Consumers have an appetite for fresh experiences from brands, products, and services. The list of experiences that consumers are exposed to is broad. They can include physical interaction with products, engagement with a service, a conversation with a friend, exposure to brand communication and media, or talking with customer service or help resources — even the exploration of price can generate an experience. Increasingly, as customers engage with the various “touch-points” of your business, they are able express their opinions about their experience – was it valuable or irrelevant? Was it positive or negative?
To understand where you can credibly initiate, improve, or expand positive interactions, businesses need to keep a finger on the “pulse” of their relationship and exchanges with customers. Increasingly, “Social Listening” is providing businesses with a broad range of solutions to capture and aggregate consumer sentiment being volunteered. However, while Social Listening can contribute unprecedented amounts of information to maintain the “pulse,” businesses must be careful not to relax into thinking that it is representative of a complete picture.
Insights that consumers volunteer or share via social media are harvested and synthesized from data obtained through largely automated processes and third party sources. In general, these processes and sources are relatively low cost and yield a significant volume of data that can be sifted regularly (some in real time) with great efficiency. However, the volume and efficiency can make it very easy to rely too heavily on these insights. Over time, this reliance can cultivate a risky perception that companies are working with a complete and accurate understanding of target consumers.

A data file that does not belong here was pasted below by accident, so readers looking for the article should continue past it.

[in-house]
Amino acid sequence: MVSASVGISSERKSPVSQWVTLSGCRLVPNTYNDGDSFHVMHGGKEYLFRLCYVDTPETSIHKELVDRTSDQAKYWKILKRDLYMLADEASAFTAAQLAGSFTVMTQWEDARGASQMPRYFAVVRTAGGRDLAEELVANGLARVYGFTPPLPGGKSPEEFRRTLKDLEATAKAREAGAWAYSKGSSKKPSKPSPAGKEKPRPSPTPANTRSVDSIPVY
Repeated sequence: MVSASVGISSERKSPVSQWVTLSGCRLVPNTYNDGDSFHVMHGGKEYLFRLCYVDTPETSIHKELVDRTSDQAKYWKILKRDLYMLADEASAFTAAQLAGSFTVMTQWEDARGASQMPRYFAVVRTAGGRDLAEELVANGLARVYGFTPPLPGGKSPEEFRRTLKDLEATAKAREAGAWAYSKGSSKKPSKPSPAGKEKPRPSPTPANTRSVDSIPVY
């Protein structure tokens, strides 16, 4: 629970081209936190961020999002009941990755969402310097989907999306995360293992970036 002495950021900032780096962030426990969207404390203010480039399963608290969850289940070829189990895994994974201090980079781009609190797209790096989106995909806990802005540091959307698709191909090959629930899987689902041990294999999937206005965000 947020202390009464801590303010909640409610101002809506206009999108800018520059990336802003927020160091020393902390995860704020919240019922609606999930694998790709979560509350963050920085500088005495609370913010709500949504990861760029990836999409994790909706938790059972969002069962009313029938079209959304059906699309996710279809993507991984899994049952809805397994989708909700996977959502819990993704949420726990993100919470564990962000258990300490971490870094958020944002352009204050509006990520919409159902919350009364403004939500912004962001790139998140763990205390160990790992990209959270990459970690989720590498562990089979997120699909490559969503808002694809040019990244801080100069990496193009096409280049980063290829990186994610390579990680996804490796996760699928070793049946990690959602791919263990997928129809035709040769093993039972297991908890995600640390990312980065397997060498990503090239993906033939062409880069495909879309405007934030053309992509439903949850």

The reality is that consumers may feel and behave very differently from what they volunteer when they are out in real world – often beyond the reach of social media capture points – and not everyone is active on social media. Mainstream customers who are in the habit of using your product may be so comfortable with it that they don’t comment about it via social media. Without doing broad, representative research, you won’t know. There can be huge differences between volunteered comments to social media, self-selected samples (e.g., responses to polls), and recruited samples in terms of types of feedback, levels (self-selected samples tend to be high-raters), and representation. This is a critically important distinction that businesses need to me mindful of: the difference between insights gathered from Social Listening, and the deeper, more intentional understanding obtained through scientific market research approaches to questioning, analysis, and reporting.
So, to secure a more accurate, trustworthy, and insightful “pulse,” companies must design and integrate market research programs that offset the liabilities of bias and limited scope of what is being volunteered via social media. PhiPower works with businesses to design and conduct a broad spectrum of research at appropriate intervals throughout the year. This research can be configured to work in tandem with Social Listening.
By taking this approach, businesses are able to keep what is heard via social listening in perspective, surface what may be missing and is NOT being volunteered, and “tease out” insights that are not obvious in consumer behavior (Big Data). The combination of social listening, Big Data, and complementary research that is discerning and introspective can lead to deep, foundational understanding, game-changing development, and marketing and communication that reward customers with consistent, relevant, fresh experiences.
Critical Distinction Between Social Listening and Research